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  • Nate Adams

'Last Looks' review: Hammy Hollywood mystery worth a gander

Courtesy of Vertical Entertainment


I’m not sure what one expects turning on Tim Kirkby’s Hollywood comedy/whodunit “Last Looks” but I can ascertain nobody had Mel Gibson hamming-it-up as an alcoholic Brit doing an impersonation of Colonel Sanders on their 2022 bingo card. Indeed Gibson’s campy performance is reason enough to give “Last Looks,” an uninspired riff on the Hollywood homicide formula, a glance because it’s perfectly unexpected and slightly unhinged enough to give this straight to VOD some bravado.

Written by Howard Michael Gould (based on his book), “Last Looks” also benefits from an immensely likable Charlie Hunnman playing a disgruntled superstar detective who has since become disavoed by the LAPD for a past of irregularities. He plays Waldo (easily the only movie I can recall where the lead character had this name) whose days are spent in his trailer out in the California countryside with a chicken. Though he doesn’t wear the badge anymore that doesn’t stop Lorena (Moreno Baccarin), an old flame with an ax to grind and a case to solve from roping the secluded hermit out of his trailer and into the homicide fray for a go around.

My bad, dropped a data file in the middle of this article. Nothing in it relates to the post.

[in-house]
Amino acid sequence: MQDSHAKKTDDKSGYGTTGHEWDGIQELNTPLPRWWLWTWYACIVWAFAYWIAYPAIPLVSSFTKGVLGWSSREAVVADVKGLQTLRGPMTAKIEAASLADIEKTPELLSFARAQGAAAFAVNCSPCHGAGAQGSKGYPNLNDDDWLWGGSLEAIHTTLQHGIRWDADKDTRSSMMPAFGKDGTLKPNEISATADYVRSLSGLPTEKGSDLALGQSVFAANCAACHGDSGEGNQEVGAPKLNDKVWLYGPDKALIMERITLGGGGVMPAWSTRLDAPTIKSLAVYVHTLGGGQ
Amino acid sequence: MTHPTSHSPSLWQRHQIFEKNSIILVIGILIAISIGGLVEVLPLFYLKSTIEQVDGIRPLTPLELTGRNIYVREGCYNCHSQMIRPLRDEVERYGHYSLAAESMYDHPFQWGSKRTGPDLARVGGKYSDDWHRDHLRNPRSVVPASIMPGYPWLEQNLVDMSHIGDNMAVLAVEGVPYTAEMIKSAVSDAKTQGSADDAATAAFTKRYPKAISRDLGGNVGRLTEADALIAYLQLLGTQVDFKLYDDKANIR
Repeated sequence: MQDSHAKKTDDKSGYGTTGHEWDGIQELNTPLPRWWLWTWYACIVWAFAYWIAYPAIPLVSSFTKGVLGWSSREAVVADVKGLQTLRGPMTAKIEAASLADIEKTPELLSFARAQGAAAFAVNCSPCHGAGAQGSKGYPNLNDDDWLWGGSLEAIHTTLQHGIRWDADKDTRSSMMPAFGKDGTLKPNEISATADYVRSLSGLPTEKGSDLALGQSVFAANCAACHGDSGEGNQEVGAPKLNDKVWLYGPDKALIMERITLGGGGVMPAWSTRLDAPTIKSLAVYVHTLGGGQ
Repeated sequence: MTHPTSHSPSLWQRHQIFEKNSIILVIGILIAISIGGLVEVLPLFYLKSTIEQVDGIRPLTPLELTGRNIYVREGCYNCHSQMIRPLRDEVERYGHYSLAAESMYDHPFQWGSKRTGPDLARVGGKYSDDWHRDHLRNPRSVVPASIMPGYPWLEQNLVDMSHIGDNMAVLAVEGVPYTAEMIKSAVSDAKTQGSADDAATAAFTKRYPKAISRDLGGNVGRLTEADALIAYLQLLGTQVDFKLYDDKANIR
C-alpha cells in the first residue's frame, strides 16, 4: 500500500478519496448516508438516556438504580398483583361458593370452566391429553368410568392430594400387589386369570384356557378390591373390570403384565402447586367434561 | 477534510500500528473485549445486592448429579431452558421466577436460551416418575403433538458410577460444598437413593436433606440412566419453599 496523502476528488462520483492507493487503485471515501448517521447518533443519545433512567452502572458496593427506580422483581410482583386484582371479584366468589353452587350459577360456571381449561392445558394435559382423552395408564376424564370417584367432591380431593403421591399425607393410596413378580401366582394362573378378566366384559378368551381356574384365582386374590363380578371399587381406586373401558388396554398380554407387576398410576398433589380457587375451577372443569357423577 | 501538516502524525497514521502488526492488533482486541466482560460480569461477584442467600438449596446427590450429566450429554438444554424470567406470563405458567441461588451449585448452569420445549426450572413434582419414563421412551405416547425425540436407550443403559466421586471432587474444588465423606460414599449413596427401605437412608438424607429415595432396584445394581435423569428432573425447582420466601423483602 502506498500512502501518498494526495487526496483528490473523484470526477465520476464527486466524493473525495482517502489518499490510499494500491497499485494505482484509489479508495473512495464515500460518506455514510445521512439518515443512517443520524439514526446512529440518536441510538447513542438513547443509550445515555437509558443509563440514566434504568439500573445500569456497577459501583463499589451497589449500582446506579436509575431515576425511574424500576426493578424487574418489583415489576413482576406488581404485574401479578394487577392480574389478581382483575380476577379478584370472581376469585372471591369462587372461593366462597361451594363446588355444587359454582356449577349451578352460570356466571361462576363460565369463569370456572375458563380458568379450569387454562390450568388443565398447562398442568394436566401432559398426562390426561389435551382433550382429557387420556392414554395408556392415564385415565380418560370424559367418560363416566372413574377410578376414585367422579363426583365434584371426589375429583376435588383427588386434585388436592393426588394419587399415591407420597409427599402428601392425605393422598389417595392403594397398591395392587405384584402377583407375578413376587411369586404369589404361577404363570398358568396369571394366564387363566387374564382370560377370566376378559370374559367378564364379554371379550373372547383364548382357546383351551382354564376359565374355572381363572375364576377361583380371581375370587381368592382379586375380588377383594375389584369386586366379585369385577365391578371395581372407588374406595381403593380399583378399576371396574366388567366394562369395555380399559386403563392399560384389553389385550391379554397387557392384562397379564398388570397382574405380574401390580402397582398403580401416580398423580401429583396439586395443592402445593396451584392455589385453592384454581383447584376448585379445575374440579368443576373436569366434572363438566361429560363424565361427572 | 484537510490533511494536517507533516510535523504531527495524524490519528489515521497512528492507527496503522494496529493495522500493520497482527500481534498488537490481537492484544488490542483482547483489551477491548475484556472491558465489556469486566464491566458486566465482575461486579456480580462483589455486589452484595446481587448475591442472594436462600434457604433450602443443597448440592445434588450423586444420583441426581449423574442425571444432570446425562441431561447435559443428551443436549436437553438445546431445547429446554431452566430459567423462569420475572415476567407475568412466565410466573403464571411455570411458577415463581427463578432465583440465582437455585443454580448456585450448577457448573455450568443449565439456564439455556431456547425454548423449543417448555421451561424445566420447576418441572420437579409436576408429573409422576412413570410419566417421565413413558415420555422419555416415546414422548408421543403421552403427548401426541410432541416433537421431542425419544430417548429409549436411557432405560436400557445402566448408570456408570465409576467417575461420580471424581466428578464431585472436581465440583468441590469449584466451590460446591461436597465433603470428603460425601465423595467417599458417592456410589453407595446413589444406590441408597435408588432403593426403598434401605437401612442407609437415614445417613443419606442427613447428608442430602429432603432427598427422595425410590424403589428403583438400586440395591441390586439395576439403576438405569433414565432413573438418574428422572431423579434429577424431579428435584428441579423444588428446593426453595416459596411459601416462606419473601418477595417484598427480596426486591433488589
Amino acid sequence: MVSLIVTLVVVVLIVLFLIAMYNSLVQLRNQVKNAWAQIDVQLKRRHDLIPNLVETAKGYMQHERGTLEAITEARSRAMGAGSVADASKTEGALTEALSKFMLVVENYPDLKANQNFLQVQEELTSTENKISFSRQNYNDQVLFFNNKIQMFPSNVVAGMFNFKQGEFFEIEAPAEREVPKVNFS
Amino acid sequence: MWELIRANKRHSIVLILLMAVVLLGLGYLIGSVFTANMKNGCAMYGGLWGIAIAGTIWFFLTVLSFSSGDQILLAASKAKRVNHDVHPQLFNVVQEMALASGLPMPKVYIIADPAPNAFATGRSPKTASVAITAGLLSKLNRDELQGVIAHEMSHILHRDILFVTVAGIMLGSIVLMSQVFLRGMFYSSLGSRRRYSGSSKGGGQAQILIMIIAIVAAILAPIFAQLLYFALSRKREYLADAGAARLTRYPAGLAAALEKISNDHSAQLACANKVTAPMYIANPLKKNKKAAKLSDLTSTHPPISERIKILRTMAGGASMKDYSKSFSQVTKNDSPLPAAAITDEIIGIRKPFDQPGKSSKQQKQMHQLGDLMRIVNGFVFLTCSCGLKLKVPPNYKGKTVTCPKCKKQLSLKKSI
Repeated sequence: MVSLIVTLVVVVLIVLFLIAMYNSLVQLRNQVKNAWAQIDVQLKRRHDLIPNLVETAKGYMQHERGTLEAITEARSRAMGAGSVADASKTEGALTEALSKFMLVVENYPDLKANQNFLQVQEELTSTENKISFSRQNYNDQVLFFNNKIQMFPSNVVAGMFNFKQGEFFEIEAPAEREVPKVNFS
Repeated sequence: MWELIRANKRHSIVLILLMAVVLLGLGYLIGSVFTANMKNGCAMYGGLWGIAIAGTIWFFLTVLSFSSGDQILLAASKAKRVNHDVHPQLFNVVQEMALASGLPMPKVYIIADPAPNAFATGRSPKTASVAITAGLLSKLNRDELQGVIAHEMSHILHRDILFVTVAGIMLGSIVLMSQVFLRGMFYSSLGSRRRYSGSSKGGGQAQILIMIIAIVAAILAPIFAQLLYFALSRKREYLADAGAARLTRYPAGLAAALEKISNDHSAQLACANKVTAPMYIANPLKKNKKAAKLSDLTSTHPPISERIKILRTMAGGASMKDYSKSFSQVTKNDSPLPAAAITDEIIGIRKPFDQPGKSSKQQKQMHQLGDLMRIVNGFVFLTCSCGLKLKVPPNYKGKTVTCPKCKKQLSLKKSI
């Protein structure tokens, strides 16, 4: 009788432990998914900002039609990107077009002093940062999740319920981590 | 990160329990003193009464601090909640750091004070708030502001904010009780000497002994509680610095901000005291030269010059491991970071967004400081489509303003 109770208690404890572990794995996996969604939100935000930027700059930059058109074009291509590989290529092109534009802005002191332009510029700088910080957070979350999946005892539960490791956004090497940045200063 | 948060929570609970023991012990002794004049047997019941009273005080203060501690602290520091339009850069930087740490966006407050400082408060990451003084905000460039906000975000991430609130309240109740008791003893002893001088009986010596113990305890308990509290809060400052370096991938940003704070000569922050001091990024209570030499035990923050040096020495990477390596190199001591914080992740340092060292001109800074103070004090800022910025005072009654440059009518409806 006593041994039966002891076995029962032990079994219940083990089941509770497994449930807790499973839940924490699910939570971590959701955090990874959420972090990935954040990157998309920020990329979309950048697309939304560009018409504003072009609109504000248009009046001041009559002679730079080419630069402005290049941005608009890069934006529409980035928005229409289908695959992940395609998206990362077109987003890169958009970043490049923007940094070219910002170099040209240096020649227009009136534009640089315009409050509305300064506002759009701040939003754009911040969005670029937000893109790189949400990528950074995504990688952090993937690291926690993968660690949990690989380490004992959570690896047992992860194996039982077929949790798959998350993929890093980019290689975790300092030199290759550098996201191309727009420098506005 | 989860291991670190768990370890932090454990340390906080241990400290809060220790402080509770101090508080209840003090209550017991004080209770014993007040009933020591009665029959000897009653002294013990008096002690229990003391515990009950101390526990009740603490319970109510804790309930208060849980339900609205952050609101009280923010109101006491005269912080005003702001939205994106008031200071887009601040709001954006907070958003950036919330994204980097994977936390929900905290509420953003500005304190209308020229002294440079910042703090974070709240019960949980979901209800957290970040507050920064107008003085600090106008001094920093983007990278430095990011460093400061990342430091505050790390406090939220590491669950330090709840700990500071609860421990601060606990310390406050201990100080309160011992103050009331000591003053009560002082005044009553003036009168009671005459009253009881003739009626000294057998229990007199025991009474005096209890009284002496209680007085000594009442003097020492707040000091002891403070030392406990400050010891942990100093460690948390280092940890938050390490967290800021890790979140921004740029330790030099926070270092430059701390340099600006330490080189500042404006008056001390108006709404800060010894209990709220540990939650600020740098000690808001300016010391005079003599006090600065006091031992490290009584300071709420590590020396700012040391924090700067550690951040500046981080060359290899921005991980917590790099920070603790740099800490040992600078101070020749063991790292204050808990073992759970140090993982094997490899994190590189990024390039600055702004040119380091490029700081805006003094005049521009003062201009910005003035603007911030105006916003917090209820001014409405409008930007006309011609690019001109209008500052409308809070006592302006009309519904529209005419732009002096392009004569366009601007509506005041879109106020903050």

She lures Waldo back to Los Angeles so he can try and exonerate Hollywood actor Alastair Finch (Gibson) who is accused of murdering his wife, as network executive Wilson Sikorsky (Ruperty Friend) worries the actor’s legal troubles will sink the studio’s top rated show. What ensures is nothing anyone who's watched a gumshoe detective movie hasn’t seen before (double crossings, punch first and ask questions later etc) but the presence of Hunnam and Gibson, playing the mismatched pair who can’t stop bickering, keeps “Last Looks” rolling. The suspect list might not be that strong and the endgame could be seen from a mile away, however, Hunnam’s jolly and breezy performance is something to behold as he comes into contact with a gorgeous kindergarten teacher played by Lucy Fry and a trio of goons trying to silence anyone putting their nose where it doesn’t belong.

The various motives and forms of justice notwithstanding, “Last Looks” rises above its apparent Wal-Mart bargain bin qualities. It might have the backing of a major studio or the type of star power necessary to sell major tickets (Gibson is still a controversial choice), but it does piece together the mystery in an engaging and revealing fashion that wouldn’t make a sequel following Waldo’s next big case the worst idea. Although, maybe I should be careful what I’m wishing for.

Grade: B-

LAST LOOKS is now playing in theaters and available digitally.


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